SHINE Sanitation, Hygiene, Infant Nutrition Efficacy Project (SHINE)
Globally, stunting affects 26% (165 million) of under-5-year children, underlies 15-17% of their mortality and leads to long-term cognitive deficits, fewer years and poorer performance in school, lower adult economic productivity, and a higher risk that their own children will also be stunted, perpetuating the problem into future generations. Stunting begins antenatally and peaks at 18-24 months of postnatal life, when mean length-for-age Z-score (LAZ) is about -2.0 among children living in Africa and Asia. Improving the diets of young children can reduce stunting, though, at best, only by about one-third. Frequent diarrheal illness has also been implicated. However, the effect of diarrhea on permanent stunting is relatively small, maybe because children grow at "catch-up" rates between illness episodes.
The Sanitation Hygiene Infant Nutrition Efficacy (SHINE) trial is motivated by a 2-part premise:
- A major cause of child stunting and anemia is Environmental Enteric Dysfunction (EED). EED is a subclinical disorder of the small intestine, which is virtually ubiquitous among asymptomatic people living in low-income settings throughout the world. EED is characterized by increased permeability which facilitates microbial translocation into the systemic circulation and triggers chronic immune activation.
- The primary cause of EED is infant ingestion of fecal microbes due to living in conditions of poor quality and quantity of water, sanitation, and hygiene (WASH).
|Growth; Stunting, Nutritional Anemia||Behavioral: Standard care Other: WASH Dietary Supplement: Nutrition Other: WASH and Nutrition|
|Study Design:||Allocation: Randomized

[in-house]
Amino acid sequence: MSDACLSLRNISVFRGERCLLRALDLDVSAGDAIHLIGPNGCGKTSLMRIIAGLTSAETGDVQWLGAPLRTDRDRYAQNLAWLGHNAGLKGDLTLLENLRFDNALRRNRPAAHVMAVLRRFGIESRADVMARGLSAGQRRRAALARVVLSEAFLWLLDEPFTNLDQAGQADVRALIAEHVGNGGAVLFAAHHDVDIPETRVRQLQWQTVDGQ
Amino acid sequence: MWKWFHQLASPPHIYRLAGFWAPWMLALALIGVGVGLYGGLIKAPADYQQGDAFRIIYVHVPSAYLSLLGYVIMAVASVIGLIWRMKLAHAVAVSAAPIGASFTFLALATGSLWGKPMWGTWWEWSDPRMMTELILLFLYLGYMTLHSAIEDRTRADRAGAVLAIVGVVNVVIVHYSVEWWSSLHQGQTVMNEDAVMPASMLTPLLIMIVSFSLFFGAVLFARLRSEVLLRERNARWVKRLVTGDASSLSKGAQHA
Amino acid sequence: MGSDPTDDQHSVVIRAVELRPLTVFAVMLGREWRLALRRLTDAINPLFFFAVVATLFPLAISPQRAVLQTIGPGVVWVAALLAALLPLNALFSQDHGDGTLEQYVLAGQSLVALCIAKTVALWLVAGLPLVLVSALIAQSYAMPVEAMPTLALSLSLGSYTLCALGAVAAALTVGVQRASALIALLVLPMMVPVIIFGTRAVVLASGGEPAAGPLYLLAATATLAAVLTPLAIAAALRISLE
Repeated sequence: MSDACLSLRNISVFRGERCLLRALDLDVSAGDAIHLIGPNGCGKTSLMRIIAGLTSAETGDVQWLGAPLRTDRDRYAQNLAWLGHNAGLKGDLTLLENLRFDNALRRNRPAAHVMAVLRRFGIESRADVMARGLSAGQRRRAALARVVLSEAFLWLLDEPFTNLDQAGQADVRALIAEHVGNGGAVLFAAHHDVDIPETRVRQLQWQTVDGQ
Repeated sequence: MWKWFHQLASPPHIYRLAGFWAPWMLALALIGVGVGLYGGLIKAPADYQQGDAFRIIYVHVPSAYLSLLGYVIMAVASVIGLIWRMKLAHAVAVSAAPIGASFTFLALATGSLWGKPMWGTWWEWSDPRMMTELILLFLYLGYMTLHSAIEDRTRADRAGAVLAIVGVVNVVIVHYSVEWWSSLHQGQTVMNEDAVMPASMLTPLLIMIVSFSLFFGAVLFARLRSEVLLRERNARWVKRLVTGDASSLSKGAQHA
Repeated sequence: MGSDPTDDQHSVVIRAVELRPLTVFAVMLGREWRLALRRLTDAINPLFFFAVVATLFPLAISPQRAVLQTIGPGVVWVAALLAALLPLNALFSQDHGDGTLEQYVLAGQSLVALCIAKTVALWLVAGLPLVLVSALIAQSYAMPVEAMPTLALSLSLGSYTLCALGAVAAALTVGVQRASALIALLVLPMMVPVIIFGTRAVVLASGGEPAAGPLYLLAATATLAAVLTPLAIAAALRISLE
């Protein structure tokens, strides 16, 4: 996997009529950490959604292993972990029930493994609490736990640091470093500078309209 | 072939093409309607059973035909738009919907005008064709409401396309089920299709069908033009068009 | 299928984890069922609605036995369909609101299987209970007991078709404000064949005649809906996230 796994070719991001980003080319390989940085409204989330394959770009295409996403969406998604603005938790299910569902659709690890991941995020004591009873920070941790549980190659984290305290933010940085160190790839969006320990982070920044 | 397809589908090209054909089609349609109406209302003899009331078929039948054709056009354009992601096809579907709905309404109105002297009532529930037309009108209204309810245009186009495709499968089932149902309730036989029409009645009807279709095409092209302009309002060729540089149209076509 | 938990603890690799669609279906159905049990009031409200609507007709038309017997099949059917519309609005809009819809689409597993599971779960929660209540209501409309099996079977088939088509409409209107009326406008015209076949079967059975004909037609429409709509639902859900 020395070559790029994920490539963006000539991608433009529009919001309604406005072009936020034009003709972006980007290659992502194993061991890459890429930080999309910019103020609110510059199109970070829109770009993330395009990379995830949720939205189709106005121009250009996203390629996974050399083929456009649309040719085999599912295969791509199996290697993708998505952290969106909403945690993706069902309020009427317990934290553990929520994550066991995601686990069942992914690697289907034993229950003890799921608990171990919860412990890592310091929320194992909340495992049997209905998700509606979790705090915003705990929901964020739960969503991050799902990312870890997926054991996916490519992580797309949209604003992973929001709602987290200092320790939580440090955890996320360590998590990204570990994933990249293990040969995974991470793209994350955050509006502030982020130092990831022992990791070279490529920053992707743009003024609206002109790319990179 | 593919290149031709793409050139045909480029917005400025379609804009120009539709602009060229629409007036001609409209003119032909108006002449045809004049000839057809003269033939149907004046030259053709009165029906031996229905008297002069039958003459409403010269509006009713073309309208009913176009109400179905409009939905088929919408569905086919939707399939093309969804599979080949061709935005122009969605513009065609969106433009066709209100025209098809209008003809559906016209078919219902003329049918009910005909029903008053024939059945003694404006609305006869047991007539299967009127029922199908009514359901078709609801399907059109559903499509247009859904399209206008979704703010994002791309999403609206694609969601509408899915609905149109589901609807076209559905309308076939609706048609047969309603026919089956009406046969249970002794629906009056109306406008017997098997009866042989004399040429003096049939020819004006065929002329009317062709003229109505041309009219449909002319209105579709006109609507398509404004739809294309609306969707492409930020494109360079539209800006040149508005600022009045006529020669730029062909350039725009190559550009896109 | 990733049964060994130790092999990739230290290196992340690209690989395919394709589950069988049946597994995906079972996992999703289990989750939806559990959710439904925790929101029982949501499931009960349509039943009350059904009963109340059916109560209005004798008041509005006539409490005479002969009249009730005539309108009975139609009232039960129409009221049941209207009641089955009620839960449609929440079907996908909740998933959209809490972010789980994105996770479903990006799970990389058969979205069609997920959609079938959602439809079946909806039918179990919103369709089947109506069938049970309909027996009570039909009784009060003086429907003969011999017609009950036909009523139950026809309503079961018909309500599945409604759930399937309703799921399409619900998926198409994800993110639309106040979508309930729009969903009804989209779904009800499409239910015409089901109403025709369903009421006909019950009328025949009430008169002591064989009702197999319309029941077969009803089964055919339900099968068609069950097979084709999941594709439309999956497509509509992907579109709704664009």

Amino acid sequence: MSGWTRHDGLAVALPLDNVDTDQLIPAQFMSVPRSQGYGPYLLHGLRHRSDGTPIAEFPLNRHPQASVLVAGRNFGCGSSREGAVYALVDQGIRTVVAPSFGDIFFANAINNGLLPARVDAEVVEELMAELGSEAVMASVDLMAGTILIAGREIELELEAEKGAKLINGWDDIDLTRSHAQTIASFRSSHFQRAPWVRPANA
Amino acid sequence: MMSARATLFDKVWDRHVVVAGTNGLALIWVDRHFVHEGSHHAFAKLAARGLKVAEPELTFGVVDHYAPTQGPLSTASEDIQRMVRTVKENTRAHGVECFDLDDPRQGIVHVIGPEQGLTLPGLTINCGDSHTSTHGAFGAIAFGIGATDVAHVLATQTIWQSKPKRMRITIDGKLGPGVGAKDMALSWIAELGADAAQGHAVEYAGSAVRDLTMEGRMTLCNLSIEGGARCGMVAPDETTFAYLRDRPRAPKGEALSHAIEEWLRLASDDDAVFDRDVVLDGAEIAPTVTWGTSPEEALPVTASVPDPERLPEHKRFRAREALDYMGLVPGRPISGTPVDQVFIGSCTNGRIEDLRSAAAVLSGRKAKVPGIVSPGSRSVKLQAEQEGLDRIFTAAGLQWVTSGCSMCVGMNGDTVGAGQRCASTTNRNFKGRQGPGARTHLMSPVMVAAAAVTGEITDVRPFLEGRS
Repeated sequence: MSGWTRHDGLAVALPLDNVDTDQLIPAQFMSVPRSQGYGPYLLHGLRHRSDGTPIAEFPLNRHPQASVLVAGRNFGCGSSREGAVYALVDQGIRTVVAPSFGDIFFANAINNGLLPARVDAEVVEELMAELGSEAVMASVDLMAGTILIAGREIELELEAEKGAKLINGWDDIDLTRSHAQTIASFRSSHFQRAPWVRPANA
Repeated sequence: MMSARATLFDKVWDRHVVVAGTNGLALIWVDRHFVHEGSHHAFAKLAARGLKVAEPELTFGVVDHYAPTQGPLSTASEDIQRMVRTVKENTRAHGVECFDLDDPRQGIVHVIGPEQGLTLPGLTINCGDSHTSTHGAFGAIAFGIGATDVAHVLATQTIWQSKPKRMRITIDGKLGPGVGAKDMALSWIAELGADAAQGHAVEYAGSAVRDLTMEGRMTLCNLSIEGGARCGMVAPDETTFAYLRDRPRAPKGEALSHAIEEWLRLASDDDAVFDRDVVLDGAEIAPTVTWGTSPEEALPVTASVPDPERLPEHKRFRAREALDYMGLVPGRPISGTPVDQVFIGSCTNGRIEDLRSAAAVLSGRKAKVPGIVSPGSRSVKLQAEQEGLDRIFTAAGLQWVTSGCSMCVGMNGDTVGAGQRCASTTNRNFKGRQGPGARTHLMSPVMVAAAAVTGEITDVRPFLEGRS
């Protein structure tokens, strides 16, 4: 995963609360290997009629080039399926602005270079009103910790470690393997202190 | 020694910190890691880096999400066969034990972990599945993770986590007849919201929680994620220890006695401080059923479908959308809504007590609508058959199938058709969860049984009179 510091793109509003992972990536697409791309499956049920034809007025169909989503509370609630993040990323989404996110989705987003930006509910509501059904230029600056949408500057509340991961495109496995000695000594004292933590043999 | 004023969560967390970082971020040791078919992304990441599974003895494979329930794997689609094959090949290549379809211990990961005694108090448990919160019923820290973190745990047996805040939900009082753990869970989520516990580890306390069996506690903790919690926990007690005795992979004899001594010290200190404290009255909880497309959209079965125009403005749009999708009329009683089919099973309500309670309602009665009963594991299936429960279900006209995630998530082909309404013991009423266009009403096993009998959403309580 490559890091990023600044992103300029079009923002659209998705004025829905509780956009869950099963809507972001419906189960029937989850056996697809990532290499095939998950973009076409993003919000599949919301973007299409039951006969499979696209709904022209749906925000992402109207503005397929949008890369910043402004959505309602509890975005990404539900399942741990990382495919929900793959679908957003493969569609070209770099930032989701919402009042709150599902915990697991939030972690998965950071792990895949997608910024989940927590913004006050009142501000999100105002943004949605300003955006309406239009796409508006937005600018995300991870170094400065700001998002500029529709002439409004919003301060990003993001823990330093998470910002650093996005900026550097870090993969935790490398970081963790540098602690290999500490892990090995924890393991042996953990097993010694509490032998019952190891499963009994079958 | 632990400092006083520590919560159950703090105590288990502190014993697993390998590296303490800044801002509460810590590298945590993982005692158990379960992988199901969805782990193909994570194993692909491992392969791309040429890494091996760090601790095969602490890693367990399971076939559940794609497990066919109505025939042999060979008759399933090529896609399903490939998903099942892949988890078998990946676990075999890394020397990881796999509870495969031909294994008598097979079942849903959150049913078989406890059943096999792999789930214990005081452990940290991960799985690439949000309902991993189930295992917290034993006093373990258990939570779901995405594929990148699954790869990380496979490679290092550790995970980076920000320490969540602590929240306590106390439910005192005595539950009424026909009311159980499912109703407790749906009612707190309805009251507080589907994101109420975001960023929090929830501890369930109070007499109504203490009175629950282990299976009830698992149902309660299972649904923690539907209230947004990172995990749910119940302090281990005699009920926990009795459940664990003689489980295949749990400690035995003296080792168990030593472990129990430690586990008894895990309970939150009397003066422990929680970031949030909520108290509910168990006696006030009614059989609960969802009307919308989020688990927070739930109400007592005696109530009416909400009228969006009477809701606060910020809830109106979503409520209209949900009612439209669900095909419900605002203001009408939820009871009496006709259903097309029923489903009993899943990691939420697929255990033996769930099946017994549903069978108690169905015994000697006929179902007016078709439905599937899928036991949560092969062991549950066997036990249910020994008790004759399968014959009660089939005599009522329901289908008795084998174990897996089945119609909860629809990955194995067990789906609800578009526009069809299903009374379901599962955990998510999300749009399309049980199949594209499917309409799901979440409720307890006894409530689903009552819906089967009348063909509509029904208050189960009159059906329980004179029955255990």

Intervention Model: Factorial Assignment
Masking: None (Open Label)
Given the nature of the intervention, masking to treatment group is not possible.Primary Purpose: Prevention
|Official Title:||Sanitation, Hygiene, Infant Nutrition Efficacy Project|
- Infant length at 18 months [ Time Frame: 18 months of age ]Recumbent length measured by length board
- Infant hemoglobin at 18 months [ Time Frame: 18 months ]Measured by Hemocue
- Infant environmental enteric dysfunction [ Time Frame: 1, 3, 6, 12 and 18 months of age ]Assessed in a subgroup of infants recruited to the EED substudy by assessing domains of the hypothesized EED pathway using biomarkers of intestinal structure and function (inflammation, regeneration, absorption and permeability); microbial translocation; systemic inflammation; and hormonal determinants of growth and anemia
- Infant weight, mid-upper arm circumference and head circumference [ Time Frame: At 18 months, and (with length) at intermediate time-points of 1, 3, 6 and 12 months ]Measured by standardized anthropometry protocols at each age
- To describe the Program Impact Pathways (PIP) linking implementation of each randomized intervention (WASH and IYCF) with length and hemoglobin concentrations [ Time Frame: Throughout follow-up ]Assessment of quality of VHW training and supervision; VHW Capacity, defined as a composite of attained knowledge, goal setting capacity, and achieved performance; Fidelity of intervention implementation, defined as degree of conformance with protocol specifications for both VHW and mother; Attained maternal knowledge and skills assessed by questionnaire and observation; Uptake or adoption of promoted behaviors by mothers and their households assessed by questionnaire and observation.
- Exclusive breastfeeding [ Time Frame: First 6 months of life ]To describe the prevalence of exclusive breastfeeding among all infants enrolled in the trial by maternal/infant HIV status.
- To evaluate the effect of the IYCF intervention on uptake of improved infant feeding practices by maternal/infant HIV status [ Time Frame: 6-18 months of age ]Infant diet quality as assessed by World Health Organization IYCF indicators ; infant nutrient intake from complementary foods assessed by 24 hour dietary recall; appropriate use of Nutributter from 6 to 18 months.